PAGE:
The sharpest laser the world has ever seen, which travels at speeds of 18 million kilometers a minute, has been built by researchers in Germany. While its main use currently is perfecting clocks, it could change the way we measure our world
How to Create the World’s Sharpest Laser
Researchers from the Physikalisch-Technische Bundesanstalt (PTB), which is the national metrology institute of Germany, have broken the record for the sharpness of a laser
by building one that has a linewidth (the width of a laser’s optical spectrum) of just 10 millihertz (0.01 hertz). The laser is stable for 11 seconds before the light waves are desynchronized, but due to them oscillating approximately 200 trillion times per second, in this time the “wave train emitted has already attained a length of approx. 3.3 million kilometers. This length corresponds to nearly ten times the distance between the Earth and the moon,”
the team said a press release.
In order to do this, the scientists used a Fabry-Pérot silicon resonator, which consists of a fixed double cone with two mirrors facing each other inside. To optimize the laser, the researchers then began to rid the system of any interference by eliminating the movement in the mirrors caused by sound, seismic waves, or temperature fluctuations.They then optimized the resonator. In order to prevent any thermal motions of the atoms themselves, they cooled the silicon in the resonator to the point that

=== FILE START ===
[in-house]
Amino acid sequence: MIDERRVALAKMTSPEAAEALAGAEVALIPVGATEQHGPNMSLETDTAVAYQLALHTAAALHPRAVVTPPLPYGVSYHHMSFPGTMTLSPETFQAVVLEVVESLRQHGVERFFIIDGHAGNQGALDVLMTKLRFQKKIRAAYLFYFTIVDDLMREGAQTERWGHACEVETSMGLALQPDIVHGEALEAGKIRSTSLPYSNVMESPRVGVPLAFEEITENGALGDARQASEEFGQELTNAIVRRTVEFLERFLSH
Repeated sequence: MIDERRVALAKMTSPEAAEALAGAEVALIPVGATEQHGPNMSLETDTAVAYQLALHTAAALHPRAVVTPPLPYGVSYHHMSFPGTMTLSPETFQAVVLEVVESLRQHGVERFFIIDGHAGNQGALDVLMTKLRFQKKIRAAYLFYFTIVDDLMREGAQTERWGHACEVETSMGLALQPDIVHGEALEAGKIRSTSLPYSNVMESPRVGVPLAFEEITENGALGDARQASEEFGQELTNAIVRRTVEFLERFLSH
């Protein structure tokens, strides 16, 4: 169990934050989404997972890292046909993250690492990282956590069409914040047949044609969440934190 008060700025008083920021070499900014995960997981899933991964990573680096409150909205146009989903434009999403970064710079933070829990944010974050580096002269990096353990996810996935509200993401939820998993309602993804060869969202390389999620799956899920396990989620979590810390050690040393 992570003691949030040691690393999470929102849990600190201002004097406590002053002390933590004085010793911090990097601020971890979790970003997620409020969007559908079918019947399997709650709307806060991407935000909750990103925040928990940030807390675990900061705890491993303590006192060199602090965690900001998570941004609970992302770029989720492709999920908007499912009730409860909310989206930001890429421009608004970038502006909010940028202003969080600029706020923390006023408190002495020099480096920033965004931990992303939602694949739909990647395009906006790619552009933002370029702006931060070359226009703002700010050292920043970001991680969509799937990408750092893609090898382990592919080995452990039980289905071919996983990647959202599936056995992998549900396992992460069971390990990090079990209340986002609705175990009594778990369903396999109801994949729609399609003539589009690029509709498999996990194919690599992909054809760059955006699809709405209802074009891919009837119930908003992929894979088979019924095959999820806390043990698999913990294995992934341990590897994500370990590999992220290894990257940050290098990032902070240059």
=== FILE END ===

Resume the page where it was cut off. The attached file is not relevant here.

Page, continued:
Brownian motion was minimized — which in this case was -150° Celsius (-238° Fahrenheit).
A Solution to a Problem
A ‘sharper’ laser increases the accuracy of whatever system it is put into by making it more precise. Currently, the scientists
are using the technology to measure ultracold atoms and increase the quality of time telling. According to Thomas Legero, a member of the team, “the smaller the line-width of the laser, the more accurate the measurement of the atom’s frequency in an optical clock. This new laser will enable us to decisively improve the quality of our clocks.”
However, the possible uses of this technology could extend much further. These lasers could be used to test Einstein’s theory of relativity more accurately, as the two lasers that were fired into space that gave evidence to the discovery were far cruder.
This is one of many advancements that have been made recently in the field of laser technology. NASA has
developed their Lunar Orbiter Laser Altimeter (LOLA) in order to make accurate topographical maps of the moon, while the world’s largest laser — the European XFEL — is primed to reveal the secrets of the atomic world.